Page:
Tonga's huge volcanic eruption has caused changes to air pressure waves across the UK, the Met Office says.
Meterologists have detected the waves in areas including Essex, Norfolk and Suffolk as the Hunga Tonga volcano's might is being felt in weather effects reaching across the planet.
The Met Office has confirmed a 'ripple' effect as the eruption sent air pressure rising across the eastern coastline, following Saturday's massive undersea volcanic eruption.
The tsunami threat around the Pacific has begun to recede, while the extent of the damage to Tonga remains unclear.
Satellite images showed the spectacular eruption that took place on Saturday evening, with a plume of ash, steam and gas rising like a mushroom above the blue Pacific waters.
The Met Office has detected several air pressure waves across many parts of the UK following the eruption, it said.
The national forecaster told ITV News Anglia it had detected no further evidence of pressure changes in the UK since the last wave passed over the UK in the early hours of Sunday morning.
The Met Office explained the pressure pattern is erratic between the main waves.
It added in a tweet: "Our atmosphere acts as a fluid, like dropping a pebble in a still pond and seeing the ripples. "A UK pressure trace for the past 24 hours shows how our atmosphere continues to see those ripples since the first pressure wave from the Tonga eruption arrived on Saturday evening."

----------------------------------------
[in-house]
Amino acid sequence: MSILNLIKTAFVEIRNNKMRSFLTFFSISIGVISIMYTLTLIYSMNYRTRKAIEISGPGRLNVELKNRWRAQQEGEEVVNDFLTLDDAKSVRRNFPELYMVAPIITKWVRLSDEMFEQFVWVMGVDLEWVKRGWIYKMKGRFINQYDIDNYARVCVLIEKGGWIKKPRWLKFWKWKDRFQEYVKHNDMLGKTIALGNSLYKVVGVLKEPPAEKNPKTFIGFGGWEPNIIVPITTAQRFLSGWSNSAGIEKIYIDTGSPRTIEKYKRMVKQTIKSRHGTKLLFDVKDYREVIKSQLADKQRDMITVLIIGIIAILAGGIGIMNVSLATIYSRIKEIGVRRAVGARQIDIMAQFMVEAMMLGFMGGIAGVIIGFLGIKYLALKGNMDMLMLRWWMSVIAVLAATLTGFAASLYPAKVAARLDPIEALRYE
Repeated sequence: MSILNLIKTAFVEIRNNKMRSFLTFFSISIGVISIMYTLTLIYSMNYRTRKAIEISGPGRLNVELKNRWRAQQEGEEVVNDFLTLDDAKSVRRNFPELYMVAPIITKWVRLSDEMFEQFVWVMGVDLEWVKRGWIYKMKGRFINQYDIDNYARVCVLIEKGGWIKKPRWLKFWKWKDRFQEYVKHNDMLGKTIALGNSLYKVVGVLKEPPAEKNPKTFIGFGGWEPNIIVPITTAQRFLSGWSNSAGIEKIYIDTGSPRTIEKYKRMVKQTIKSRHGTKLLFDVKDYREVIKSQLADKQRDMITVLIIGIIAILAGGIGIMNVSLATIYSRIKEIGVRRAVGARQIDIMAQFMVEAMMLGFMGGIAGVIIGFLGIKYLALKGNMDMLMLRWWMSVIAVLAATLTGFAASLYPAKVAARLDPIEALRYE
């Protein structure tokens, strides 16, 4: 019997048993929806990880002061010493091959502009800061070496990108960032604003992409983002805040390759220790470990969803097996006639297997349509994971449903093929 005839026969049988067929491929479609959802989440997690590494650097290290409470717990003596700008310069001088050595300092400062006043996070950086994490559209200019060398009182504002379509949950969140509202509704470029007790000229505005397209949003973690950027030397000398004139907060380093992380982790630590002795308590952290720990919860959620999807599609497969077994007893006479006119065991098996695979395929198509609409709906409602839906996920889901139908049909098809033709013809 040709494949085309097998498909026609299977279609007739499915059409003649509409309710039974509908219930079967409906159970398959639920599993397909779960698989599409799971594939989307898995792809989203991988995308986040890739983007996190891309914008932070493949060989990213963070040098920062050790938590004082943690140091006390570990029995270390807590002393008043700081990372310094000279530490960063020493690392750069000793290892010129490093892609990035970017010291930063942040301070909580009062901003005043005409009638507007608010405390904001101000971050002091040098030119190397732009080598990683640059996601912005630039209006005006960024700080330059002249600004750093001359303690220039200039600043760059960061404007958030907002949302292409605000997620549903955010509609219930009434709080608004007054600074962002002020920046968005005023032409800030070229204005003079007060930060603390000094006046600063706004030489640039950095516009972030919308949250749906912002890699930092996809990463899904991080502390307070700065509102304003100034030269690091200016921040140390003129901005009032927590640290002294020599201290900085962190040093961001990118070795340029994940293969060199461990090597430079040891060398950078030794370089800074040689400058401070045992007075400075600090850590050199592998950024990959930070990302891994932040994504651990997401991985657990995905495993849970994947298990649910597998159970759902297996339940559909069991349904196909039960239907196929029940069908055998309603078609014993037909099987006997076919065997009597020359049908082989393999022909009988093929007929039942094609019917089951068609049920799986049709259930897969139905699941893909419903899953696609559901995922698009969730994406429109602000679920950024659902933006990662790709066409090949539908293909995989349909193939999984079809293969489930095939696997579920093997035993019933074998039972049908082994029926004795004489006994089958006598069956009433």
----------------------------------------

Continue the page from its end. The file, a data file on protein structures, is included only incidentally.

Weatherquest meterologist Dan Holley wrote a series of tweets explaining that the air pressure wave caused by the eruption was being detected in the east of England.
He shared charts showing the pressure wave being detected across East Anglia, including Norfolk and Essex, as well as in Suffolk, further south along the coastline.
He wrote: "The pressure wave from the Hunga Tonga volcanic eruption, having travelled a distance of ~16,500 km (10,200 miles), has been detected across East Anglia this evening on home weather stations - around 14½ hours after the eruption."
The eruption sent waves surging across the Pacific, with the effects felt as far away as New Zealand.
Prime Minister Jacinda Ardern said earlier that there had not yet been any official reports of injuries or deaths in Tonga, but cautioned that authorities had not yet made contact with some coastal areas and smaller islands.
“Communication with Tonga remains very limited. And I know that is causing a huge amount of anxiety for the Tongan community here,” the NZ leader said.